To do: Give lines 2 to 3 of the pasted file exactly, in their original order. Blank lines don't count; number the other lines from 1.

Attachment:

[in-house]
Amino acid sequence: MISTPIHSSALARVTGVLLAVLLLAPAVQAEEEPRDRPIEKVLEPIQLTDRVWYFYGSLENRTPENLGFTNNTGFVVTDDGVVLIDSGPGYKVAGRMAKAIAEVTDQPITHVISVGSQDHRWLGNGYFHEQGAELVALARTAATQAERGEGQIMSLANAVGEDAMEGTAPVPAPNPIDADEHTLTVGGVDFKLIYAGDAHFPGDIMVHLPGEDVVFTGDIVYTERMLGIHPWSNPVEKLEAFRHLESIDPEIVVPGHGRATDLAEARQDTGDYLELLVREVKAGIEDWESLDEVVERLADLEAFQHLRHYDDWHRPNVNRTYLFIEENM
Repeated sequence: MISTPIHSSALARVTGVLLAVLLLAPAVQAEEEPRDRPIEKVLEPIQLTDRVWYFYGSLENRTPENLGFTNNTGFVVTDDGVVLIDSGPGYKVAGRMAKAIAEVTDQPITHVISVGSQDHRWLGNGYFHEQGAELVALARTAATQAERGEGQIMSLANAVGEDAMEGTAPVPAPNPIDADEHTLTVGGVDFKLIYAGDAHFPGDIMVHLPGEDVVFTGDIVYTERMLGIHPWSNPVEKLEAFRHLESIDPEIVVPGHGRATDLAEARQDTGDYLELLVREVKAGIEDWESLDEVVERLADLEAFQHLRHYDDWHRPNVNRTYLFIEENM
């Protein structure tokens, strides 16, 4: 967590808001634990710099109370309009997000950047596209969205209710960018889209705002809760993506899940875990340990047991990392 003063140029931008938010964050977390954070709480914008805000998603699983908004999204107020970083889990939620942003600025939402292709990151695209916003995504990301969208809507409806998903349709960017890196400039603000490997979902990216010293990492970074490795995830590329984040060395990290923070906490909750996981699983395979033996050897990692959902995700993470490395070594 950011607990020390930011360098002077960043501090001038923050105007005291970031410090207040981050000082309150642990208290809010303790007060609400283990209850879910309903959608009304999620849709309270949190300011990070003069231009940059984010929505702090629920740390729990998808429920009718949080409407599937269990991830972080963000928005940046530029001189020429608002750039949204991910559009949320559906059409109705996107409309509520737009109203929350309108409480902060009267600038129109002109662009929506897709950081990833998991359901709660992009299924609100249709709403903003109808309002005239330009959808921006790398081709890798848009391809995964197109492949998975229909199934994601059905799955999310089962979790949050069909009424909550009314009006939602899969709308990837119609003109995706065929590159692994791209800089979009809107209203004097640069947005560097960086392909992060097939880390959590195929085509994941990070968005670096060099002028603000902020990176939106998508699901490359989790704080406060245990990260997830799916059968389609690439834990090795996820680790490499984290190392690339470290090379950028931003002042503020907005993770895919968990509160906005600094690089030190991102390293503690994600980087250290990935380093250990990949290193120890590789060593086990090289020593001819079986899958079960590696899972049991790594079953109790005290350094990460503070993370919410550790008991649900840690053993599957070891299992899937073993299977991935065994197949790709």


Amino acid sequence: MISTPIHSSALARVTGVLLAVLLLAPAVQAEEEPRDRPIEKVLEPIQLTDRVWYFYGSLENRTPENLGFTNNTGFVVTDDGVVLIDSGPGYKVAGRMAKAIAEVTDQPITHVISVGSQDHRWLGNGYFHEQGAELVALARTAATQAERGEGQIMSLANAVGEDAMEGTAPVPAPNPIDADEHTLTVGGVDFKLIYAGDAHFPGDIMVHLPGEDVVFTGDIVYTERMLGIHPWSNPVEKLEAFRHLESIDPEIVVPGHGRATDLAEARQDTGDYLELLVREVKAGIEDWESLDEVVERLADLEAFQHLRHYDDWHRPNVNRTYLFIEENM
Repeated sequence: MISTPIHSSALARVTGVLLAVLLLAPAVQAEEEPRDRPIEKVLEPIQLTDRVWYFYGSLENRTPENLGFTNNTGFVVTDDGVVLIDSGPGYKVAGRMAKAIAEVTDQPITHVISVGSQDHRWLGNGYFHEQGAELVALARTAATQAERGEGQIMSLANAVGEDAMEGTAPVPAPNPIDADEHTLTVGGVDFKLIYAGDAHFPGDIMVHLPGEDVVFTGDIVYTERMLGIHPWSNPVEKLEAFRHLESIDPEIVVPGHGRATDLAEARQDTGDYLELLVREVKAGIEDWESLDEVVERLADLEAFQHLRHYDDWHRPNVNRTYLFIEENM